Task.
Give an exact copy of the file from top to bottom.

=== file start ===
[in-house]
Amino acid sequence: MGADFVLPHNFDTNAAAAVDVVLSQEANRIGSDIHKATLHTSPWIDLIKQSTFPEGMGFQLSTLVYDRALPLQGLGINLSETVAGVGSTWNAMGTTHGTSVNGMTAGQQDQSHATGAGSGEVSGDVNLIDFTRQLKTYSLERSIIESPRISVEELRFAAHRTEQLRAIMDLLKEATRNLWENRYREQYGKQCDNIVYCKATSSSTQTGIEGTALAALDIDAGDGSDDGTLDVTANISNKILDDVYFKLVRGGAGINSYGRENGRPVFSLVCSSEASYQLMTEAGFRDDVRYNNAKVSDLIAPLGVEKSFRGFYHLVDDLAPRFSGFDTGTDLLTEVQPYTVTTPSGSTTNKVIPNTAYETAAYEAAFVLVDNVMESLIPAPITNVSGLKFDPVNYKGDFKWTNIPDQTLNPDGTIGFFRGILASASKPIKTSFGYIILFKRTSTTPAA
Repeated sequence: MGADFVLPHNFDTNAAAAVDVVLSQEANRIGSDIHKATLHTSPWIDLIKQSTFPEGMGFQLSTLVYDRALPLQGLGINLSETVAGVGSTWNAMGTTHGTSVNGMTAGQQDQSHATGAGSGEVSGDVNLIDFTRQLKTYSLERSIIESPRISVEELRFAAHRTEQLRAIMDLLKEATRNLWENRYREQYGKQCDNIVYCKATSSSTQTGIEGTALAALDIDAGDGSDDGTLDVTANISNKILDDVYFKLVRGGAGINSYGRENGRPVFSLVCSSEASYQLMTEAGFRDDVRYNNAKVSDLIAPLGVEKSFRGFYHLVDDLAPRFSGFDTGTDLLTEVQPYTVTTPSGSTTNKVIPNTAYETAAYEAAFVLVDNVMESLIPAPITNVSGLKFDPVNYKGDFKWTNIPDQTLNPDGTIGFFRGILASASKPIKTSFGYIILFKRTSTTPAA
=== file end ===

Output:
[in-house]
Amino acid sequence: MGADFVLPHNFDTNAAAAVDVVLSQEANRIGSDIHKATLHTSPWIDLIKQSTFPEGMGFQLSTLVYDRALPLQGLGINLSETVAGVGSTWNAMGTTHGTSVNGMTAGQQDQSHATGAGSGEVSGDVNLIDFTRQLKTYSLERSIIESPRISVEELRFAAHRTEQLRAIMDLLKEATRNLWENRYREQYGKQCDNIVYCKATSSSTQTGIEGTALAALDIDAGDGSDDGTLDVTANISNKILDDVYFKLVRGGAGINSYGRENGRPVFSLVCSSEASYQLMTEAGFRDDVRYNNAKVSDLIAPLGVEKSFRGFYHLVDDLAPRFSGFDTGTDLLTEVQPYTVTTPSGSTTNKVIPNTAYETAAYEAAFVLVDNVMESLIPAPITNVSGLKFDPVNYKGDFKWTNIPDQTLNPDGTIGFFRGILASASKPIKTSFGYIILFKRTSTTPAA
Repeated sequence: MGADFVLPHNFDTNAAAAVDVVLSQEANRIGSDIHKATLHTSPWIDLIKQSTFPEGMGFQLSTLVYDRALPLQGLGINLSETVAGVGSTWNAMGTTHGTSVNGMTAGQQDQSHATGAGSGEVSGDVNLIDFTRQLKTYSLERSIIESPRISVEELRFAAHRTEQLRAIMDLLKEATRNLWENRYREQYGKQCDNIVYCKATSSSTQTGIEGTALAALDIDAGDGSDDGTLDVTANISNKILDDVYFKLVRGGAGINSYGRENGRPVFSLVCSSEASYQLMTEAGFRDDVRYNNAKVSDLIAPLGVEKSFRGFYHLVDDLAPRFSGFDTGTDLLTEVQPYTVTTPSGSTTNKVIPNTAYETAAYEAAFVLVDNVMESLIPAPITNVSGLKFDPVNYKGDFKWTNIPDQTLNPDGTIGFFRGILASASKPIKTSFGYIILFKRTSTTPAA